Use this URL to cite or link to this record in EThOS: http://ethos.bl.uk/OrderDetails.do?uin=uk.bl.ethos.707425
Title: Characterising molecular self-assembly using high-resolution 1H solid-state NMR spectroscopy
Author: Robertson, Aiden James
ISNI:       0000 0004 6062 0519
Awarding Body: University of Warwick
Current Institution: University of Warwick
Date of Award: 2016
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Abstract:
Supramolecular chemistry, the domain of chemistry ‘beyond the molecule’, is finding increasing application in a diverse range of scientific fields. A key concept in this field, termed molecular self-assembly, has important applications ranging from nanotechnology to medicine, and refers to the intermolecular assembly of individual molecules via non-covalent forces, most importantly hydrogen bonding and π-π stacking interactions. Specifically, this thesis considers the self-assembling arrangements of synthetic pyrimidine-based heterocyclic systems, which present guanine/cytosine DDA/AAD hydrogen bonding motifs. Characterisation of such systems is well documented in the liquid phase, but there exists a general paucity of solid-state analytical data for such materials. Owing to the inherent difficulty in crystallising these systems, typically due to disordered alkyl and aryl sidechains, high-resolution 1H MAS NMR is uniquely placed to elucidate hydrogen bonding arrangements in these systems, given the sensitivity of the 1H chemical shift to its local atomic environment. For cases where single-crystal X-ray structures can be obtained, a so-called NMR crystallographic approach can be used to complement the existing single-crystal X-ray data. By comparison of GIPAW calculated 1H chemical shielding parameters to experimentally observed chemical shifts and, more specifically, through comparison of calculated shielding values for the full crystal versus the isolated molecule, an analysis of the strength of non-covalent phenomenon present in a given system can be presented. This thesis applies fast MAS 1H detected 2D NMR methods to a range of structural problems concerning pyrimidine-based synthetic organic molecules. Specifically,1H – 1H DQ/SQ MAS, 14N – 1H HMQC and 1H – 13C techniques, such as the refocused INEPT and well-known CP MAS methods, are used, where applicable, in conjunction with GIPAW calculated NMR parameters to provide a comprehensive study of the solid-state packing arrangements of a series of guanine/cytosine synthetic derivatives which exhibit a diverse range of self-assembling architectures, including helical and stacking trimeric motifs. It is shown that, for crystalline compounds, confirmation of chemical shift assignments via the GIPAW method can be used to infer the structure of related systems for which diffraction data is not available, through comparison of the observed experimental NMR data. In addition, it is demonstrated that, for a series of pyrimidine and pyridopyrimidine intermediates which form non-crystalline powdered solids, high-resolution 1H MAS NMR methods can be applied alone to elucidate likely hydrogen bonding motifs in the absence of crystallographic data, thereby allowing the observer to speculate on likely modes of self-assembly in the solid state. Interestingly, this study involves the relatively novel investigation (by means of solid-state NMR) of aldehyde and, in particular, oxime containing organic molecules, for which (in the case of the latter functional group) no published 1H MAS NMR studies have been presented at the time of writing. Finally, in collaboration with the spectrometer company JEOL, it is shown that a selective saturation pulse can be employed to supress excessive t1 noise in two-dimensional 1 H MAS NMR spectra, at fast MAS frequencies. To demonstrate this effect, the intense methyl resonance of a synthetic nucleoside derivative is suppressed, whilst reduced spin diffusion rates at higher MAS frequencies ensure that the effect on nearby spins is minimised.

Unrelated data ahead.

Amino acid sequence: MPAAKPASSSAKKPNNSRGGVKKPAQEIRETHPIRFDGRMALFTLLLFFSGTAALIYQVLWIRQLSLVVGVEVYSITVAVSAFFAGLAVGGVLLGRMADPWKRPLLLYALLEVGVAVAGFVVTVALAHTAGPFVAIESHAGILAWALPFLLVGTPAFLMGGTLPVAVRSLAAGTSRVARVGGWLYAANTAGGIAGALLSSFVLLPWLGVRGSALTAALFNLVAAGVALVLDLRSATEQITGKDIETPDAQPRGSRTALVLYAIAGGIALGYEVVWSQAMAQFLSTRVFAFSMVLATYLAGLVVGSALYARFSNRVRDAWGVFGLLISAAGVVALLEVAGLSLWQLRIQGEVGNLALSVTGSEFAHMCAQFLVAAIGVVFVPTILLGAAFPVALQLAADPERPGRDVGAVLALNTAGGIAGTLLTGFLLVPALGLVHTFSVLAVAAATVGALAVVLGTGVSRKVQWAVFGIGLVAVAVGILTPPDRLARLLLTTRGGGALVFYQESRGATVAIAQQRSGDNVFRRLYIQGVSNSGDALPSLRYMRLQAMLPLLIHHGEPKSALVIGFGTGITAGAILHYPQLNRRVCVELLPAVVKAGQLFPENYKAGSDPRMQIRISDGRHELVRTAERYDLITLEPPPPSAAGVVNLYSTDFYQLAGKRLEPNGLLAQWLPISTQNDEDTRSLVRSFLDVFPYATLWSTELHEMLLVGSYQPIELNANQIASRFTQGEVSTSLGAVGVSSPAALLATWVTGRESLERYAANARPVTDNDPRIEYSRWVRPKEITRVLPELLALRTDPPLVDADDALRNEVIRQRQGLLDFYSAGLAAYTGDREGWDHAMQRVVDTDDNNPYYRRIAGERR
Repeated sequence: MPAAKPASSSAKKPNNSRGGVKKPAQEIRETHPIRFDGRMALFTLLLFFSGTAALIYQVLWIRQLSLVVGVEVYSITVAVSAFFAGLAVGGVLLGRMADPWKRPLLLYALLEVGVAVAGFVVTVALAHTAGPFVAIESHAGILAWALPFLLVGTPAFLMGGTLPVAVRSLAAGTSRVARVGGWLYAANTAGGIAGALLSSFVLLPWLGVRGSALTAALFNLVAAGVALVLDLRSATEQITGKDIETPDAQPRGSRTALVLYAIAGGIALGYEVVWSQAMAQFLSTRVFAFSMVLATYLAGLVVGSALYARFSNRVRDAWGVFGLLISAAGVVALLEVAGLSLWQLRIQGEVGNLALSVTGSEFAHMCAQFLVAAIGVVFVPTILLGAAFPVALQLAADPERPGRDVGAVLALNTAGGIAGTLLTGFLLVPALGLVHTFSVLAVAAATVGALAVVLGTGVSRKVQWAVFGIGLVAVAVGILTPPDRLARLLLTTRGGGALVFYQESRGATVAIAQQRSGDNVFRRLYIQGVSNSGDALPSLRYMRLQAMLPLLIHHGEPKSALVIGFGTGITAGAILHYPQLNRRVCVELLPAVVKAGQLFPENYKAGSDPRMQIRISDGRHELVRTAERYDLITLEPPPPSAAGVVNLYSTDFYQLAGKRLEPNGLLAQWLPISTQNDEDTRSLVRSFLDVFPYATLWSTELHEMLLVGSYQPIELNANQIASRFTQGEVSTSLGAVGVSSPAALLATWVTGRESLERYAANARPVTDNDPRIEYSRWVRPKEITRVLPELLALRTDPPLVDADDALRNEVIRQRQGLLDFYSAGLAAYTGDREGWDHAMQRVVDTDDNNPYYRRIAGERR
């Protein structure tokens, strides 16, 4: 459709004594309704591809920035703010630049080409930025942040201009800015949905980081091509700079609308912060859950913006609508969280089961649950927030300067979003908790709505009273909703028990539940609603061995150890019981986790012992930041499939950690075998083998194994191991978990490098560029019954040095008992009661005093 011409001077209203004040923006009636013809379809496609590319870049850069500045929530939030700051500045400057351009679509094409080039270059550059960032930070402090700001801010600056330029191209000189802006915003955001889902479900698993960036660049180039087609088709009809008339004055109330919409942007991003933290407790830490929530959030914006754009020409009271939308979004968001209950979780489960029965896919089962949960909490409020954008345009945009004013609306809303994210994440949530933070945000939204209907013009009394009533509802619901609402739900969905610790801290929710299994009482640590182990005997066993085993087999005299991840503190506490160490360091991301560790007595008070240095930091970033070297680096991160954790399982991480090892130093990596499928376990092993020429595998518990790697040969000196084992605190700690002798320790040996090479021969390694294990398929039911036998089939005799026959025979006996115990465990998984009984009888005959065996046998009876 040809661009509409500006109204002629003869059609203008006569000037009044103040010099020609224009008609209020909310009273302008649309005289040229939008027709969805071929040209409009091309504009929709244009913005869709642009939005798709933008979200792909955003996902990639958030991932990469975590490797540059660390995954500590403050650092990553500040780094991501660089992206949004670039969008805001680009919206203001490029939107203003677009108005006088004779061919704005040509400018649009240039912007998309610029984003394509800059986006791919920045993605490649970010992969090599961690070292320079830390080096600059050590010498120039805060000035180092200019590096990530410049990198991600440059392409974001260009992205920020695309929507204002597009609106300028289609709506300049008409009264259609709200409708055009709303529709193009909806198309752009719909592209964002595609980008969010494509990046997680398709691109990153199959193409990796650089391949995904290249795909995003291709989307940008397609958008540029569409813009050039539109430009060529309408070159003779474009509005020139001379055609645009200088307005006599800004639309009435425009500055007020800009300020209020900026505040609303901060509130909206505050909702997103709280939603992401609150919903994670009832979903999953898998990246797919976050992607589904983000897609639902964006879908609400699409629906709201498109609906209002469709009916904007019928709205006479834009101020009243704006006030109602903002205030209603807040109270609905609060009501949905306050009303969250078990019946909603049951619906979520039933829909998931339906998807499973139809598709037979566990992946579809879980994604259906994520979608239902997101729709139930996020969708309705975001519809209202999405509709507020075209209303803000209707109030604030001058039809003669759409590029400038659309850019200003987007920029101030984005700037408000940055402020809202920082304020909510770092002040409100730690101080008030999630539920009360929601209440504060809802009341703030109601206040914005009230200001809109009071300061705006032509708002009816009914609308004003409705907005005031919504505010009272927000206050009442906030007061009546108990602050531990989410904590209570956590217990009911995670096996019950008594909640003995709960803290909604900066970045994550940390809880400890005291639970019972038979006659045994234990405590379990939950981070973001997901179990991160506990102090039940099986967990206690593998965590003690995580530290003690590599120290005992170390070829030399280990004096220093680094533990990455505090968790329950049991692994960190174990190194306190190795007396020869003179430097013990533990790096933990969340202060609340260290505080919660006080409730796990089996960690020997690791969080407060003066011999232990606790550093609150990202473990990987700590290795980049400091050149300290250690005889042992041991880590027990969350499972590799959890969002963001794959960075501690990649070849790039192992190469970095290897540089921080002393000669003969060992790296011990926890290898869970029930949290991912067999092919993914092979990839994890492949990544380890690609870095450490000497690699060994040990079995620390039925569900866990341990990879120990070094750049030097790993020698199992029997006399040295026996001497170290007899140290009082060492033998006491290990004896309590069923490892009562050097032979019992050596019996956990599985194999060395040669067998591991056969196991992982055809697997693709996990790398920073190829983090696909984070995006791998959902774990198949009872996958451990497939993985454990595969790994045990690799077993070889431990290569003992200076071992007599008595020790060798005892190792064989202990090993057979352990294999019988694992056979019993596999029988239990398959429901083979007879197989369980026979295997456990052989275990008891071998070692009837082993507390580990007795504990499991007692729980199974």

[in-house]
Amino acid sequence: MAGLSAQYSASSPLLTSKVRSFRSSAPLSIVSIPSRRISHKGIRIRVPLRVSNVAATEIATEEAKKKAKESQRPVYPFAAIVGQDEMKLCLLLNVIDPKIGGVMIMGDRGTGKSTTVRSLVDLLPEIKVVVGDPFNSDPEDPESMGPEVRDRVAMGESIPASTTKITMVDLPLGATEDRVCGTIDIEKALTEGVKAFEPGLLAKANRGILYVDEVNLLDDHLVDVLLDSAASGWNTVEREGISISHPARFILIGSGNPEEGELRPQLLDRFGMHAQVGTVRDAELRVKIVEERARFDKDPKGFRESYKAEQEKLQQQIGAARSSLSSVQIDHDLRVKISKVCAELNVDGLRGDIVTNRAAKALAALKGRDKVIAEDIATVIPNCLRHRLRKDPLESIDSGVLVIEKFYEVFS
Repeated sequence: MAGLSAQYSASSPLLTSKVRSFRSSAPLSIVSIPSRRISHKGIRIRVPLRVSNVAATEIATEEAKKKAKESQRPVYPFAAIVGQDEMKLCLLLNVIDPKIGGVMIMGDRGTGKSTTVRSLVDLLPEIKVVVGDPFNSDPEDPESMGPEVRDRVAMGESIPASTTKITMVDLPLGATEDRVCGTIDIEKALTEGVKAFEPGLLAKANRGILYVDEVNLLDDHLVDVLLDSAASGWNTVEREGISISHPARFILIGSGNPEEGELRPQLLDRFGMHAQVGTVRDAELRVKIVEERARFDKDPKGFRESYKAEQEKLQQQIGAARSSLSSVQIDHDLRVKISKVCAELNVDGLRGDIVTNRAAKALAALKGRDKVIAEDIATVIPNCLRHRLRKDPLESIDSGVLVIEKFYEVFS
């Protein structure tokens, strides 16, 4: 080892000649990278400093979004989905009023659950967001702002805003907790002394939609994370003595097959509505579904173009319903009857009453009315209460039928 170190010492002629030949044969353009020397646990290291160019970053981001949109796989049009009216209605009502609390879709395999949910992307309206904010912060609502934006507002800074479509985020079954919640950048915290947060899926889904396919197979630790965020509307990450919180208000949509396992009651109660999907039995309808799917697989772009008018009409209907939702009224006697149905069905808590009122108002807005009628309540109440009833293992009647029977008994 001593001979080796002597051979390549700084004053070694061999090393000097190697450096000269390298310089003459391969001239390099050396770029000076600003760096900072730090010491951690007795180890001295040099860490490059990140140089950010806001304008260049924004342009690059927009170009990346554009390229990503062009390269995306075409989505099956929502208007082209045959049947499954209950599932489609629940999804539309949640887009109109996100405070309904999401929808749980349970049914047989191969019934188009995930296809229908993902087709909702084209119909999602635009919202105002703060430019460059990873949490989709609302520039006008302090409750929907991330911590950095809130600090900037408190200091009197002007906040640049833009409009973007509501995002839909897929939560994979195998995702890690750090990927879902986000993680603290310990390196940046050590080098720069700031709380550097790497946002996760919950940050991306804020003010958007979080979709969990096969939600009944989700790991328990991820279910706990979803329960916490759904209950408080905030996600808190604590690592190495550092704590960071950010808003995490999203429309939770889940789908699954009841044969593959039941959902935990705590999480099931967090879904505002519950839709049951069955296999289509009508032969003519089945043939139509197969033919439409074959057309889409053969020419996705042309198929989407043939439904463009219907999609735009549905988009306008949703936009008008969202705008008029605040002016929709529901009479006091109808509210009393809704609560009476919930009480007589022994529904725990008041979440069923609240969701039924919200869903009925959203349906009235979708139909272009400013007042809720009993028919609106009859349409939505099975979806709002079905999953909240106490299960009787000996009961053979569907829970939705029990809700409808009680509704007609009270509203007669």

Supervisor: Not available Sponsor: Engineering and Physical Sciences Research Council
Qualification Name: Thesis (Ph.D.) Qualification Level: Doctoral
EThOS ID: uk.bl.ethos.707425  DOI: Not available
Keywords: QC Physics ; QD Chemistry
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